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1 August 2013 Opening and closing of burrows by the Namibian spider Ariadna sp. (Araneae: Segestriidae) in a year of heavy rainfall
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Abstract

The Ariadna spiders (Araneae: Segestriidae) inhabiting the gravel plains of the Central Namib Desert construct individual burrows with a circular entrance surrounded by a ring of small pebbles; sometimes they close their burrows by a small stone. In the lichen fields, about 20 km east of Walvis Bay (Namibia), there is a consistent population of Ariadna spiders that can also use pieces of lichen both in the ring composition and as the plug when the burrow is closed. We sampled and monitored 175 burrows repeatedly between December 1999 and August 2000. In March 2000, an exceptionally high rainfall occurred in the Namib, leading to flooding even in our fieldwork station. We tested whether and to what extent an event of this magnitude could affect burrow closing. We found the rain event increased burrow closure by large, but not small or medium-sized, Ariadna sp. We suggest that the flooding event acted as an ecological resource pulse for these spiders.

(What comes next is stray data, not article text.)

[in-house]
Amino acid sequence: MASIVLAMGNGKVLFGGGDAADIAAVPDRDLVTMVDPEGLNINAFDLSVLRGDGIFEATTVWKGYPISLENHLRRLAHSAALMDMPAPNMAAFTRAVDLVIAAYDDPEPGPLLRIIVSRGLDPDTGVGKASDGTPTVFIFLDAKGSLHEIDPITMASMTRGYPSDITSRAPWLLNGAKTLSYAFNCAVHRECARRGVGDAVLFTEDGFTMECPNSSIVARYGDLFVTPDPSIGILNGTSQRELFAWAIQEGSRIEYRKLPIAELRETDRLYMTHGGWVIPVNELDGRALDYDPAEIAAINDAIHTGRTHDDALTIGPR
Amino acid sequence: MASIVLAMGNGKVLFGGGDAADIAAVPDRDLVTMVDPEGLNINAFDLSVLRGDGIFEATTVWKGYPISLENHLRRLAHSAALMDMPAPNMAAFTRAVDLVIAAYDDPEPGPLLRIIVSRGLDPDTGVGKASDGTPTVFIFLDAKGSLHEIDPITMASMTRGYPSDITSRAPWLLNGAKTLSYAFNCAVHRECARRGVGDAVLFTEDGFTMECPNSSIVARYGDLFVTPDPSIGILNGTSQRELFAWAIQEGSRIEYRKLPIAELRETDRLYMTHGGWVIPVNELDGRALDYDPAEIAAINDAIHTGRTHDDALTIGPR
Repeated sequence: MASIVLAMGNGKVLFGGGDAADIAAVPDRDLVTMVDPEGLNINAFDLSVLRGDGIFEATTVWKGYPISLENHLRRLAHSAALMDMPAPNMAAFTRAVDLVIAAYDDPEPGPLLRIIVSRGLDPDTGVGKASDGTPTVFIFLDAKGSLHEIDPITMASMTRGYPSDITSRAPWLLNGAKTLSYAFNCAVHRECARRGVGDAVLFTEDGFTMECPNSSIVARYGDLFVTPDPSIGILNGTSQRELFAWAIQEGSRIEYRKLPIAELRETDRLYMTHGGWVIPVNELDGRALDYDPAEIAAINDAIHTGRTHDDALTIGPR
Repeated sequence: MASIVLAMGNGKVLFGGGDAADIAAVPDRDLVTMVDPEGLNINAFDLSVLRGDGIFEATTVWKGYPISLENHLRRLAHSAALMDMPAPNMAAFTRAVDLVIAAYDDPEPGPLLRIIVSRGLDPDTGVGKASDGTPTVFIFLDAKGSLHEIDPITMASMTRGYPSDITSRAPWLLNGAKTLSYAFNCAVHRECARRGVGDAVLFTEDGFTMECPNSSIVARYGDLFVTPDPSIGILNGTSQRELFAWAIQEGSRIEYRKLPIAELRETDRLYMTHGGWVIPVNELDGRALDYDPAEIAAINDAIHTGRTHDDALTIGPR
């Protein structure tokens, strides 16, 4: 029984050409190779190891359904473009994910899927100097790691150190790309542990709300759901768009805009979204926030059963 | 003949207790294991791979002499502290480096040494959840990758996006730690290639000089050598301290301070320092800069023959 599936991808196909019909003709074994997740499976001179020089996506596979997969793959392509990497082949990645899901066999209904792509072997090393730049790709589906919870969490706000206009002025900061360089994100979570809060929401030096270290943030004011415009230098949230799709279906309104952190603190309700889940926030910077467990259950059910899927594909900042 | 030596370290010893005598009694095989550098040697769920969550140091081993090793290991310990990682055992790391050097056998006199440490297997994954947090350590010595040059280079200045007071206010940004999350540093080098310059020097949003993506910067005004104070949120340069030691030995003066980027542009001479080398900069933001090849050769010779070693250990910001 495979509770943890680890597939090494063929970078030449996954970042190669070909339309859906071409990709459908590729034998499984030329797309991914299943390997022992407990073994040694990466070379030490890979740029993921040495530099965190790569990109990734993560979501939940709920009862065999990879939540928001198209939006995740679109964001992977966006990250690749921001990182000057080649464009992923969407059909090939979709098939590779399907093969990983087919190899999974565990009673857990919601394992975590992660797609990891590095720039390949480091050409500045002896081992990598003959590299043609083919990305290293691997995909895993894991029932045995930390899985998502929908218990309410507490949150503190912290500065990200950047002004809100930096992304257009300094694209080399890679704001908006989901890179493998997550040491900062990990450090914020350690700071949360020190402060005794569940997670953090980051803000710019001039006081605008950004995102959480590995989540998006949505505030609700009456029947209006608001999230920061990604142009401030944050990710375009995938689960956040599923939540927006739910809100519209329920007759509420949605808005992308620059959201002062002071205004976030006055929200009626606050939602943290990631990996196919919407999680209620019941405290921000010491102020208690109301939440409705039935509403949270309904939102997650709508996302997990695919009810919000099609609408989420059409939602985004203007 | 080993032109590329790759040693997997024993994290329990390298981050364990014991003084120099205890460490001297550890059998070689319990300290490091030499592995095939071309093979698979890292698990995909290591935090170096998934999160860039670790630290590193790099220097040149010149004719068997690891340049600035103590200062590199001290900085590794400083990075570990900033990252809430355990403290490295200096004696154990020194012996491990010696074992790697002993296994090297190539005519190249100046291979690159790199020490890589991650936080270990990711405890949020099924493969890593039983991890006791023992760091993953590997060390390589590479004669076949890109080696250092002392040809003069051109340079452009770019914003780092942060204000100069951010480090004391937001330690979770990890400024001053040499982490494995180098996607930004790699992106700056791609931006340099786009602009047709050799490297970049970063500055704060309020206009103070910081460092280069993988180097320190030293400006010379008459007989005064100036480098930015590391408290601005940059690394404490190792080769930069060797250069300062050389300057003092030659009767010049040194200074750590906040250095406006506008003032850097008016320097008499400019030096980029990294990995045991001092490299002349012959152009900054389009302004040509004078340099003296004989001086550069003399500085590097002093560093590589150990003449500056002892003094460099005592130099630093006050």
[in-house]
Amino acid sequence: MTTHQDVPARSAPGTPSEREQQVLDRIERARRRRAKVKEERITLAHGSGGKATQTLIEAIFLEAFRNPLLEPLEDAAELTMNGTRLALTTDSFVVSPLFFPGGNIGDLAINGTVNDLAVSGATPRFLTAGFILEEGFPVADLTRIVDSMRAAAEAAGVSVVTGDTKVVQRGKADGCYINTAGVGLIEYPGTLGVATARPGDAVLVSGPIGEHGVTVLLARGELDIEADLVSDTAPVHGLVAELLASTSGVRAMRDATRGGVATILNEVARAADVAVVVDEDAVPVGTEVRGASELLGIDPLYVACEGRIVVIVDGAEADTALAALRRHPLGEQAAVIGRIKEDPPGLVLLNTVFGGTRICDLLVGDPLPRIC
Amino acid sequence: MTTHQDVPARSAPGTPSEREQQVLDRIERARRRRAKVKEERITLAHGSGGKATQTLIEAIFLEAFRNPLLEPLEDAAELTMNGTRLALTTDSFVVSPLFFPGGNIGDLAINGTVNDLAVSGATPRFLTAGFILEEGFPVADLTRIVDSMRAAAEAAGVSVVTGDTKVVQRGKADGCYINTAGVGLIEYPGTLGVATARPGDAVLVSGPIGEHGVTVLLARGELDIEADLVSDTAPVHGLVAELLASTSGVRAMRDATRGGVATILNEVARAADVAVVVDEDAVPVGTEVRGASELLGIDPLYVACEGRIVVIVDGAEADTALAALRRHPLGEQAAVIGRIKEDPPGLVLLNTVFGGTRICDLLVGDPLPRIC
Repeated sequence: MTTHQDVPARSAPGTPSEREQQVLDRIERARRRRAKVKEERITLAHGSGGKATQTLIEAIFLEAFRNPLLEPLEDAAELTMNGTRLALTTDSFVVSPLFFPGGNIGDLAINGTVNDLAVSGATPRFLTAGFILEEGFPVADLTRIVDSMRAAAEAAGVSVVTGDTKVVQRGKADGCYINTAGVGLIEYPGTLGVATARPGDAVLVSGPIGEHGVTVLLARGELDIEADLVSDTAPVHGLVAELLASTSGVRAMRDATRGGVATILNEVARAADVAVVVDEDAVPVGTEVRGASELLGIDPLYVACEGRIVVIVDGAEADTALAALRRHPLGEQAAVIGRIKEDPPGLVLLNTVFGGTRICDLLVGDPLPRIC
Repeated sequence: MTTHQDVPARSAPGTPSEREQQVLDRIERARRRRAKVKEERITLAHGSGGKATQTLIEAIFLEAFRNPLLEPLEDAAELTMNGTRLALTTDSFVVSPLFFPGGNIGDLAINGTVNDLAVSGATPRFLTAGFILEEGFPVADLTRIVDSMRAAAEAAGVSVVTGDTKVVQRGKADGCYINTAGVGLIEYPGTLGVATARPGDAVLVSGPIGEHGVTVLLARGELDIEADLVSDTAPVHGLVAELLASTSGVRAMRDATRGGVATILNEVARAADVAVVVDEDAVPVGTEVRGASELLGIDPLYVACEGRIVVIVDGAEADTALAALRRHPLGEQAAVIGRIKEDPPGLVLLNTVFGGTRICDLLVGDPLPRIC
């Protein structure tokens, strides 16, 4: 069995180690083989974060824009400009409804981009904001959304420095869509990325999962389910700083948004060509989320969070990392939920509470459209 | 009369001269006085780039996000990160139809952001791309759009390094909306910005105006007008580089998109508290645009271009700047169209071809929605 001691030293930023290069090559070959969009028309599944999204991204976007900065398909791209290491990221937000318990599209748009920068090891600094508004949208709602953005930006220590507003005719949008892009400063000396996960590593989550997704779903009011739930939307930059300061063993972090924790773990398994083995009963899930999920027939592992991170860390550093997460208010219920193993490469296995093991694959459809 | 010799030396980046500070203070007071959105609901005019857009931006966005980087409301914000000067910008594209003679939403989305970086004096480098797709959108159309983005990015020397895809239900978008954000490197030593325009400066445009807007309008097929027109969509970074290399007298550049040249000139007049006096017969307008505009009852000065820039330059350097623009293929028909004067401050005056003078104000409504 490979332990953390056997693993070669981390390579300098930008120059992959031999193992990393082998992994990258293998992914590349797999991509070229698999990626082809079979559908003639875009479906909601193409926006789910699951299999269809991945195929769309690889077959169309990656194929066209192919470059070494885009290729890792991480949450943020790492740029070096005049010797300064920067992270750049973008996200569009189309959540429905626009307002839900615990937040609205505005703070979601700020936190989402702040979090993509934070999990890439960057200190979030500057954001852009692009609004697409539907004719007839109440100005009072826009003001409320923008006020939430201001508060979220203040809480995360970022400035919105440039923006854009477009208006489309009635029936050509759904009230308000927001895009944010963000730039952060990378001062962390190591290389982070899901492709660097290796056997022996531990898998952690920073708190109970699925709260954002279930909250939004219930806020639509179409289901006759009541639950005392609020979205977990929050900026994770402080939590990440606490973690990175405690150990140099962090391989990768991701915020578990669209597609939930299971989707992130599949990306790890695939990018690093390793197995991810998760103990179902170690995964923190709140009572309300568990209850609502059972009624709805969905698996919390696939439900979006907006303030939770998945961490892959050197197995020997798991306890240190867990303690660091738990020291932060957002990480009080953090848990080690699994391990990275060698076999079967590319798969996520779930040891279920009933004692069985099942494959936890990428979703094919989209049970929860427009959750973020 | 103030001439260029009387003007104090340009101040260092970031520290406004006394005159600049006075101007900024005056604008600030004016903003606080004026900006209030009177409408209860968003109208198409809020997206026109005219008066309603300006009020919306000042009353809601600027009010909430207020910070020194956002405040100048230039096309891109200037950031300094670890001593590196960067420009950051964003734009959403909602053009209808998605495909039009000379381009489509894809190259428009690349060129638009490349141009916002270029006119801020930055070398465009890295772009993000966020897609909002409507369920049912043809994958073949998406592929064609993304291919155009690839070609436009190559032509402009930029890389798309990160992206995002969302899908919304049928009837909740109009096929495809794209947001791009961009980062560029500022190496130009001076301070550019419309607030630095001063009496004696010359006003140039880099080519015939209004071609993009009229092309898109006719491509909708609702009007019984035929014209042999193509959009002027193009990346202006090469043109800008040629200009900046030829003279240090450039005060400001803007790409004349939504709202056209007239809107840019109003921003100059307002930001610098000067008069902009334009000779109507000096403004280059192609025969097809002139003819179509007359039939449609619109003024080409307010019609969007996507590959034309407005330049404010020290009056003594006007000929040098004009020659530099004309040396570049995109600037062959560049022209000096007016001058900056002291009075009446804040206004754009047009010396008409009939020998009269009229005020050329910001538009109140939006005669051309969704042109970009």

The American Arachnological Society
Giovanni Costa and Erminia Conti "Opening and closing of burrows by the Namibian spider Ariadna sp. (Araneae: Segestriidae) in a year of heavy rainfall," The Journal of Arachnology 41(2), 215-218, (1 August 2013). https://doi.org/10.1636/Hi13-04.1
Received: 16 January 2013; Published: 1 August 2013
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